In October, Laura Wellstead helped with cabinet repairs in the kitchen, and Sally Snyder began cleaning and installing drywall in three of the upstairs closets that accessed a crawl space under the roof at the front of the house. It was a labor-intensive job that took weeks and some creative body maneuvers to complete. Dannie Walker performed several electrical repairs, including the installation of a new light in the downstairs bedroom. Meanwhile, more problems were encountered with plumbing and the chimney.

Around this time, another potential renter stepped up, interested in using the house as office space and offering to pay $1,600 per month if we could get the house ready by early 2022. The board approved a $20,000 investment. As hope sprouted, work expanded to include sanding and refinishing 1800 square feet of hardwood flooring throughout the house, which was completed in December.

Progress was slowed when Barbie contracted COVID-19 and was unable to work for several weeks. By February, it was determined that the interested business would not be renting the house, but their interest had created a new vision, and we worked long and hard to make the home a space that renters would be willing to pay $1,400 to $1,600 a month to occupy.

Barbie continued to do a lot of the work herself, repairing the back wall in the downstairs bedroom, painting rooms, installing wallpaper, repairing floors, sanding closet doors, and painting the awning over the front door (the worst task of them all). The scope of the work grew to include installing a drop ceiling in the downstairs bedroom, installing a new roof over the old one (David headed both of these projects), replacing living room fans and light fixtures (thanks to Adam Flack), waterproofing the basement walls (Barbie), replacing the heating and cooling systems (again, headed by David Gettman), replacing all of the windows and both of the doors (Barbie coordinated contractors for the windows and doors).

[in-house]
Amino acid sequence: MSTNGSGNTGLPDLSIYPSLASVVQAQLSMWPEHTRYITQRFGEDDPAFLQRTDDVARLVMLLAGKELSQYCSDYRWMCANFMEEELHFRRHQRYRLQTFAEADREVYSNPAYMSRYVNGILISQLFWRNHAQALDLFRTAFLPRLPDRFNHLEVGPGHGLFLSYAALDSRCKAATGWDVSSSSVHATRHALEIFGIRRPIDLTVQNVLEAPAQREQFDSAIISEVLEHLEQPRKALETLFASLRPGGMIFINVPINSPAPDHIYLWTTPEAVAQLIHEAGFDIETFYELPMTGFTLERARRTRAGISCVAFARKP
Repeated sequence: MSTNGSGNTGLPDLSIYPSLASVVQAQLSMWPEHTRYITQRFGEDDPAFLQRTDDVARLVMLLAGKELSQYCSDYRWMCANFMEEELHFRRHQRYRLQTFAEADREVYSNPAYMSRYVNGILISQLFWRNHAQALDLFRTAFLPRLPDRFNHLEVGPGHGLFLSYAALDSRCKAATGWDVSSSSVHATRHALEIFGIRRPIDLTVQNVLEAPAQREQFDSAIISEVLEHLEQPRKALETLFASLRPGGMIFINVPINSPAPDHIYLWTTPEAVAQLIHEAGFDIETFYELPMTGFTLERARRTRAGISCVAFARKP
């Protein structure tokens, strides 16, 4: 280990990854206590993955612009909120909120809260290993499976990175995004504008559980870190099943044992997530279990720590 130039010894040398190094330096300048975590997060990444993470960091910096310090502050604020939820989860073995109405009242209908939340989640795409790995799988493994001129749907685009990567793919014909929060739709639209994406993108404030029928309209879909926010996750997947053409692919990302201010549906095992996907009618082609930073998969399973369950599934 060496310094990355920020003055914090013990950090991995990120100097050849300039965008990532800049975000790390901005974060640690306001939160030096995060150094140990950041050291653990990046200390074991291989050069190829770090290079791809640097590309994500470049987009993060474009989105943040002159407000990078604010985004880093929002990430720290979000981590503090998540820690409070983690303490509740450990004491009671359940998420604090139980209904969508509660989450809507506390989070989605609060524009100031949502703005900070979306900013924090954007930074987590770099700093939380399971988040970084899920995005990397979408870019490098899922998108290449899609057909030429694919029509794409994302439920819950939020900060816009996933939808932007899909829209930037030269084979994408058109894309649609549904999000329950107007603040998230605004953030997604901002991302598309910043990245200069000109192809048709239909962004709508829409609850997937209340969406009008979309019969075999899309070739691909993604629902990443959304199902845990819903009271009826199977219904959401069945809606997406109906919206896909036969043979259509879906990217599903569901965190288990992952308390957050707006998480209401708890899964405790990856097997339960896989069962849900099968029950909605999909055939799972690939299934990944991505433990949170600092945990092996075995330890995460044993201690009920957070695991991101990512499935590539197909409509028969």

Deb Meredith donated and painted the front door; she also sanded and painted the front entrance sidelights, worked on the landscaping and flower beds around the house, dug out the front walkway, and installed stepping stones. Dannie Walker helped Deb with the yard work.

We held a fundraising event to raise money for all of the repairs. We received an amazing outpouring of $27,753 in donations that went a long way toward paying for the total costs of $47,455.

Many volunteers showed up to paint and clean. Most of the work was completed by April 6, and an Open House with a potluck dinner was held for the membership on Sunday, May 15. Fliers were designed, printed, and distributed. A FOR RENT sign was hung in the window. Within days, we had a person interested, and he took possession on June 2 at a monthly rental rate of $1,450.

As of December 31, 2023, we are just $1,000 from breaking even with this project to date, in large part because of the generous donations of money, time, supplies, and skills. As we accumulate income from ongoing rentals, we will continue with necessary renovations (particularly in the kitchen) and pay close attention to any needed foundation repairs.

This was one of the most rewarding experiences of my life. The work I did at Unity House fed my soul. The love that went into the renovation is such an inspiration as well as a reflection of Unity Principles in action.

Thank you, God, for a Successful Renovation!!! Hope in full bloom!!!